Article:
Following Anne’s dramatic downfall, the short reign of young Catherine Howard, and the tragic death of Jane Seymour, Katherine’s young sons are tutored with the future king, Prince Edward, and become his friends.
Katherine and Charles Brandon are chosen to welcome Anna of Cleves as she arrives in England. When the royal marriage is annulled, Katherine’s good friend, Catherine Parr becomes the king’s sixth wife, and they work to promote religious reform.
When King Edward dies, his Catholic sister Mary is crowned queen and Katherine’s Protestant faith puts her family in great danger – from which there seems no escape.
Katherine’s remarkable true story continues the epic tale of the rise of the Tudors, which began with the best-selling Tudor trilogy and concludes with the reign of Queen Elizabeth I.
Tony Riches is a full-time writer and lives with his wife in Pembrokeshire, West Wales. After several successful non-fiction books, Tony turned to novel writing and wrote ‘Queen Sacrifice’, set in 10th century Wales, followed by ‘The Shell’, a thriller set in present day Kenya. A specialist in the history of the early Tudors, he is best known for his Tudor Trilogy. Tony’s other international best sellers include ‘Warwick ~ The Man Behind the Wars of the Roses’ and ‘The Secret Diary of Eleanor Cobham’.
“A gripping and evocative page-turner that vibrantly brings Elizabeth’s London to life.” Steven Veerapen, author of A Dangerous Trade
London 1578 – a cauldron of conspiracy, intrigue and torture.
The might of Spain and the growing influence of the Catholic League in France all threaten the stability of Queen Elizabeth and her state.
William Constable, a physician and astrologer, is summoned to the presence of the Queen’s spymaster, Sir Francis Walsingham. He is charged to assist a renowned Puritan, John Foxe, in uncovering the secrets of a mysterious cabinet containing an astrological chart and coded message. Together, these claim Elizabeth has a hidden, illegitimate child (an “unknowing maid”) who will be declared to the masses and serve as the focus for an invasion.
Constable must uncover the identity of the plotters, unaware that he is also under suspicion.
A connection to his estranged mentor, Doctor Dee, comes under scrutiny.
Pressured into taking up a position as a court physician, Constable becomes a reluctant spy.
Do the stars and cipher speak true, or is there some other malign intent in the complex web of scheming?
Constable becomes an unwitting pawn, in a complex game of thrones and power.
State of Treason is the first in a series of Elizabethan thrillers featuring William Constable.
Recommended for fans of C.J. Sansom, S J Parris and Rory Clements.
Paul Walker inherited his love of British history and historical fiction from his mother who was an active member of the Richard III Society.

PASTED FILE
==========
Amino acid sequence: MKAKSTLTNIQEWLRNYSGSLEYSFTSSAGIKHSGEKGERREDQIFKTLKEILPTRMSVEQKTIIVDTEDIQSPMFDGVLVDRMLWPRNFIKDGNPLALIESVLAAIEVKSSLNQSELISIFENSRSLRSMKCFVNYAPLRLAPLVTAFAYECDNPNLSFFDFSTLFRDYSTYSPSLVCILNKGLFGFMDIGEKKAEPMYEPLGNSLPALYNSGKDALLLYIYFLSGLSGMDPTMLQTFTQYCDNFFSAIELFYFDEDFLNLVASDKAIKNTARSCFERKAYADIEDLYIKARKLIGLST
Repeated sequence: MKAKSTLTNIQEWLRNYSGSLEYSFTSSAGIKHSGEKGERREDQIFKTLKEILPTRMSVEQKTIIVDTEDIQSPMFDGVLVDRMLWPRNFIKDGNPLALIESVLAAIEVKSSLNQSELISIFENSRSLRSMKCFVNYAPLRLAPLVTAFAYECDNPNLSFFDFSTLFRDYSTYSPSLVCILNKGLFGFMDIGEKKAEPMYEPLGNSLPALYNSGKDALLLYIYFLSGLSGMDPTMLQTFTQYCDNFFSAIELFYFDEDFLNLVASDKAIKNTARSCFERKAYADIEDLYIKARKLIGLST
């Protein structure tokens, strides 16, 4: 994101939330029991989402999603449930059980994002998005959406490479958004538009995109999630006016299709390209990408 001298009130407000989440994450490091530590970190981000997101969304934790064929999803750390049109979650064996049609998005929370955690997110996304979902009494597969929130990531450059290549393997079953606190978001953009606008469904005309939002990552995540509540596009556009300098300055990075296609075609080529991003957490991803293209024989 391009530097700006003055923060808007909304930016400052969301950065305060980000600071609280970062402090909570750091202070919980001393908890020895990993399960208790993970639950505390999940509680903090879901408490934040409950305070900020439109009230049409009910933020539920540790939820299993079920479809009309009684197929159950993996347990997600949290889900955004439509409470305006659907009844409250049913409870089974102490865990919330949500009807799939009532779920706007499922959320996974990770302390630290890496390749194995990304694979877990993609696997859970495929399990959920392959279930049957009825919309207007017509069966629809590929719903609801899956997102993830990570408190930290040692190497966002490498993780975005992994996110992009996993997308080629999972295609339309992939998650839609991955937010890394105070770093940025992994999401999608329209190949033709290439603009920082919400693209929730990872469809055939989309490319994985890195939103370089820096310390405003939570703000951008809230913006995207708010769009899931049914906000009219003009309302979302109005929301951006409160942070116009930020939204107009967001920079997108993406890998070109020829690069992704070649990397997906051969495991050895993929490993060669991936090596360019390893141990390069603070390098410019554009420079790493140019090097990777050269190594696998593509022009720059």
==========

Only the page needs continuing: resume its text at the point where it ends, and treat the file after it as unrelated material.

State of Treason is the first in a planned series of Elizabethan spy thrillers. The plot is based around real characters and events in London of the 1570’s. The hero, William Constable, is an astrologer and also a skeptic. He is also a mathematician, astronomer and inventor of a navigational aid for ships. The distinction between astrology and astronomy was blurred in the sixteenth century.
The second book in the series will be published in October 2019.
Paul is married and lives in a village 30 miles north of London. His writing is regularly disrupted by children and a growing number of grandchildren and dogs.
Series: The Saga of Hasting the Avenger, Book One
Genre: Historical Fiction
“For indeed the Frankish nation, which was crushed by the avenger Hasting, was full of filthy uncleanness. Treasonous and oath-breaking, they were deservedly condemned; unbelievers and faithless, they were justly punished.”
Orphaned as a child by a blood-feud, and sold as a slave to an exiled chieftain in Ireland, the boy Hasting had little hope of surviving to adulthood. The gods had other plans. A ship arrived at his master’s longphort carrying a man who would alter the course of his destiny, and take him under his wing to teach him the ways of the Vikings. His is a story of a boy who was a slave, who became a warlord, and who helped topple an empire.
A supposed son of Ragnar Lodbrok, and referred to in the Gesta Normanorum as the Scourge of the Somme and Loire, his life exemplified the qualities of the ideal Viking. Join author and historian C.J. Adrien on an adventure that explores the coming of age of the Viking Hasting, his first love, his first great trials, and his first betrayal.
C.J. Adrien is a French-American author of Viking historical fiction with a passion for Viking history. His Kindred of the Sea series was inspired by research conducted in preparation for a doctoral program in early medieval history as well as his admiration for historical fiction writers such as Bernard Cornwell and Ken Follett.
C.J. Adrien’s novels and expertise have earned him invitations to speak at several international events, including the International Medieval Congress at the University of Leeds.
“Now is the winter of our discontent, Made glorious summer by This Son of York…” — William Shakespeare, Richard III
Richard III was Anne’s muse for her first five books, but, finally, in This Son of York he becomes her protagonist. The story of this English king is one of history’s most compelling, made even more fascinating through the discovery in 2012 of his bones buried under a car park in Leicester.